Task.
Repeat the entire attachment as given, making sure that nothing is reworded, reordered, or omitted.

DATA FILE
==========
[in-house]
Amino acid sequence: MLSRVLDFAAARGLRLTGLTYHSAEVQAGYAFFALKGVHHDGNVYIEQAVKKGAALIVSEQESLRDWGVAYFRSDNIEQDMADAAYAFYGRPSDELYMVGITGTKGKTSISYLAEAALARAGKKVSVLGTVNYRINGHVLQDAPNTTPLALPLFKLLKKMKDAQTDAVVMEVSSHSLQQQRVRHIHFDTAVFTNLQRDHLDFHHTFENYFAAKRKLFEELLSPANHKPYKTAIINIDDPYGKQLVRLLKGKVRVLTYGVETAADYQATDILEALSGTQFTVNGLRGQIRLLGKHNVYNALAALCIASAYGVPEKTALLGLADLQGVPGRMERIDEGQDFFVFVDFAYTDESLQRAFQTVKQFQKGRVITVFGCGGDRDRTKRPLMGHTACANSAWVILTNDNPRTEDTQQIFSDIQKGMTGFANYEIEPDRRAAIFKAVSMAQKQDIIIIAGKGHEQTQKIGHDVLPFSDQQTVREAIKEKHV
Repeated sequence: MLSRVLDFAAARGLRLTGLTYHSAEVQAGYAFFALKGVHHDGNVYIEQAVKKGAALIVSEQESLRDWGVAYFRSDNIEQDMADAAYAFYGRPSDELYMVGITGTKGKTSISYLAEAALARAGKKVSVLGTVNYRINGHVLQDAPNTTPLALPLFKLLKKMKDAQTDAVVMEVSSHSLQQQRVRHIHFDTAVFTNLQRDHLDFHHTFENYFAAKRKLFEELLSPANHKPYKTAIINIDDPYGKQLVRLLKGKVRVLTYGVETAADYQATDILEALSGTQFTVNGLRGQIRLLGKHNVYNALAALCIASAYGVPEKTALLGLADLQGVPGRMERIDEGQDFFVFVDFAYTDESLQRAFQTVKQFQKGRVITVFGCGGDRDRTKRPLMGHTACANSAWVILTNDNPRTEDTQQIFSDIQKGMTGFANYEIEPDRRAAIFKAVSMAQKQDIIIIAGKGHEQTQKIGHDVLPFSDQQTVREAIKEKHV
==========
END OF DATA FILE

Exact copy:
[in-house]
Amino acid sequence: MLSRVLDFAAARGLRLTGLTYHSAEVQAGYAFFALKGVHHDGNVYIEQAVKKGAALIVSEQESLRDWGVAYFRSDNIEQDMADAAYAFYGRPSDELYMVGITGTKGKTSISYLAEAALARAGKKVSVLGTVNYRINGHVLQDAPNTTPLALPLFKLLKKMKDAQTDAVVMEVSSHSLQQQRVRHIHFDTAVFTNLQRDHLDFHHTFENYFAAKRKLFEELLSPANHKPYKTAIINIDDPYGKQLVRLLKGKVRVLTYGVETAADYQATDILEALSGTQFTVNGLRGQIRLLGKHNVYNALAALCIASAYGVPEKTALLGLADLQGVPGRMERIDEGQDFFVFVDFAYTDESLQRAFQTVKQFQKGRVITVFGCGGDRDRTKRPLMGHTACANSAWVILTNDNPRTEDTQQIFSDIQKGMTGFANYEIEPDRRAAIFKAVSMAQKQDIIIIAGKGHEQTQKIGHDVLPFSDQQTVREAIKEKHV
Repeated sequence: MLSRVLDFAAARGLRLTGLTYHSAEVQAGYAFFALKGVHHDGNVYIEQAVKKGAALIVSEQESLRDWGVAYFRSDNIEQDMADAAYAFYGRPSDELYMVGITGTKGKTSISYLAEAALARAGKKVSVLGTVNYRINGHVLQDAPNTTPLALPLFKLLKKMKDAQTDAVVMEVSSHSLQQQRVRHIHFDTAVFTNLQRDHLDFHHTFENYFAAKRKLFEELLSPANHKPYKTAIINIDDPYGKQLVRLLKGKVRVLTYGVETAADYQATDILEALSGTQFTVNGLRGQIRLLGKHNVYNALAALCIASAYGVPEKTALLGLADLQGVPGRMERIDEGQDFFVFVDFAYTDESLQRAFQTVKQFQKGRVITVFGCGGDRDRTKRPLMGHTACANSAWVILTNDNPRTEDTQQIFSDIQKGMTGFANYEIEPDRRAAIFKAVSMAQKQDIIIIAGKGHEQTQKIGHDVLPFSDQQTVREAIKEKHV